How do you keep your students engaged?
Some days are better than others of course, but I try to really get to know my students. I work very hard at this and take time out each week to do a community circle to give all my students a voice. If they know that I am aware of who they are, what they have going on in their lives and that I genuinely care for them, then they will come to the content. I also try to incorporate music, active learning and examples of science from around the world and include lots of scientists of color. Students will engage when they feel that the information is important to them personally.
If you could stop doing one part of your job, or hand it off to someone else, what would that be?
I would love to pass on the lab set-up and clean-up role to someone else. It can take a lot of time to do these things and I would love to just come in and find all my equipment returned to where it belongs.
What advice would you give to a first-year teacher?
The best advice I could give is to recognize your own emotions and reactions, then learn to control them. Students will misbehave, drive you crazy and be mean. All you have to do as a teacher is to learn to not react, to not demand or push. I would tell them to see the behavior as communication that something is wrong with the child. Look at it not as them “doing” to you, but trying to get your help. Most behavior is rooted in larger trauma in the lives of kids and learning to control yourself will keep everyone safer and cool down the situation faster.
What inspired you to become a teacher?
In the beginning, I wanted to help kids understand the importance of the natural world. Now it’s changed. Now I really feel the need to help kids understand their worth and to make sure all kids feel valued.
What’s the best compliment anyone could give you?
My heart is happy when I hear that I am doing a good job at what I love. I particularly love hearing from former students about a great lesson they remembered and loved.
Describe an average workday.
For me, an average day begins with about 20 minutes of “me” time followed by getting kids up and ready for school. Making breakfast and lunches and getting my big kids to the bus stop. Then it’s a long drive down I-94 to work. I feed my turtle first thing when I arrive, then it’s plan-time. On a good day I get ahead, most days I have what I need for just that day. Then it’s kids until 3:07. There are always problems to solve, hugs to give, attendance to take and then it’s on to the next hour. Then it’s back home for dinner and kid time. Then bedtime followed by some grading on my part. If I can stay awake that is.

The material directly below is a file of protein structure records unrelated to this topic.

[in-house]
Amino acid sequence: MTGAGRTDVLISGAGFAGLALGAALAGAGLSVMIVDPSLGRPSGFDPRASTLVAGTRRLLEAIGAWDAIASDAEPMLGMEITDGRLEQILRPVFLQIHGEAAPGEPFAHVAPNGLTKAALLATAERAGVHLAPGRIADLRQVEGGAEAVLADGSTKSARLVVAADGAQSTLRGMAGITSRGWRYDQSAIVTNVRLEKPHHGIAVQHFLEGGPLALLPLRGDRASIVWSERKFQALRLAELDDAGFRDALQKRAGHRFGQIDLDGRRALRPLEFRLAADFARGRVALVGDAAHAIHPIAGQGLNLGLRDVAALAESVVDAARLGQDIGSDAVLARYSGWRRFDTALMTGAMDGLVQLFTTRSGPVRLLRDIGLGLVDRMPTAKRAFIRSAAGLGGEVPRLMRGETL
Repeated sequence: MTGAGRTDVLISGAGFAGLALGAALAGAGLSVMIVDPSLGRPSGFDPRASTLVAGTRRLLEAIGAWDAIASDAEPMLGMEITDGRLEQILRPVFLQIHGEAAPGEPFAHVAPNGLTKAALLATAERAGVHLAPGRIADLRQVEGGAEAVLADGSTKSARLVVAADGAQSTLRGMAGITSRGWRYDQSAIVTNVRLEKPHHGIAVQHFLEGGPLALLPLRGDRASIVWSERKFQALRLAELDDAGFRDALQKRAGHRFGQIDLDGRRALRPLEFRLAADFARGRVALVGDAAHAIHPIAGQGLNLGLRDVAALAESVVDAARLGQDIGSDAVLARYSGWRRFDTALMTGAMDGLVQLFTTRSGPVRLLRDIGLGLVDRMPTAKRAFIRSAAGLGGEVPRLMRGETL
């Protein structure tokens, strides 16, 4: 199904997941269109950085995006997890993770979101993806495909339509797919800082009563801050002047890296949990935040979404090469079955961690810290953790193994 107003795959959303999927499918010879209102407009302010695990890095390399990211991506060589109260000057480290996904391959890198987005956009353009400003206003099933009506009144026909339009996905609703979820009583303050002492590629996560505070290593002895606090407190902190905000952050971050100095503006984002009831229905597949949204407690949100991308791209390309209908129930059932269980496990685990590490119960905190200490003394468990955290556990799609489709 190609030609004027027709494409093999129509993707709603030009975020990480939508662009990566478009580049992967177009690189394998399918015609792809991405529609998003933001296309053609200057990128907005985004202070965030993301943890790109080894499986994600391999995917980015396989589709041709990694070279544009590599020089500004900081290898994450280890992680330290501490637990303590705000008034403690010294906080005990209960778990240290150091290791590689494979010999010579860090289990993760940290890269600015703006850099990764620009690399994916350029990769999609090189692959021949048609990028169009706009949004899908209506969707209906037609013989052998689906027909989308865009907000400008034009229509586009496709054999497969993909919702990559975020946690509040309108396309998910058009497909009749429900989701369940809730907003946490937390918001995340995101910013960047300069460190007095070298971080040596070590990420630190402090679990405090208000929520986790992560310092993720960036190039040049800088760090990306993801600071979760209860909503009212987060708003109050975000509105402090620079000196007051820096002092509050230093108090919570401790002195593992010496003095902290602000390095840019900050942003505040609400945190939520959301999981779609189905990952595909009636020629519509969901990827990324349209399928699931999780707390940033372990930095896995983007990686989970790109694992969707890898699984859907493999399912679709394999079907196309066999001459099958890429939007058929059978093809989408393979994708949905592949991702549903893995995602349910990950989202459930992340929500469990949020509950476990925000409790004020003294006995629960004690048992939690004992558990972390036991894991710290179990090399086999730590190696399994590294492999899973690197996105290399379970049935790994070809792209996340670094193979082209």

What’s the happiest part of your day?
I love hanging with my family in the mornings before school. We eat together and work out our days.
Favorite websites: I love Youtube of course. It’s got so much awesome science content. After that, I spend too much time and money on Amazon.
Apps you can’t live without:
Well, I like to keep up with friends on Facebook. I also love my Amazon Music.
If you could know the definitive answer to any one question, what would that question be?
It would be: “What’s for dinner?”
If you could talk to your middle school self, what would you say?
I had great family support and good friends in middle school. Still, I felt inadequate and never enough. I would tell myself to stick to the things you love and just have fun with it.
What do you know about teaching now that you wish you’d known that first year?
I have really learned to understand the brain better. I also love teaching kids to question and think for themselves. I didn’t really do that in the beginning.
What is the most rewarding part of teaching?
The best part is the relationships I build with kids who have struggles in their lives. I worry about them in the future so I want to bolster them for things to come.
How do you recharge?
Summer is my recharge time. I can forget names and issues for a few months before diving back in.
How do you spend your summers?
I take summer seriously and I am full-on Mom. We go to the beach, we swim every day. We hang out in our PJs. It’s wonderful!
What’s most exciting about your professional life right now? Your personal life?
The most exciting thing about my professional life is that I have a couple of leadership roles. I took on the science department chair position this year and I am part of the school’s leadership team. I am excited as Forsythe implements restorative practices and really feel our equity work is vital.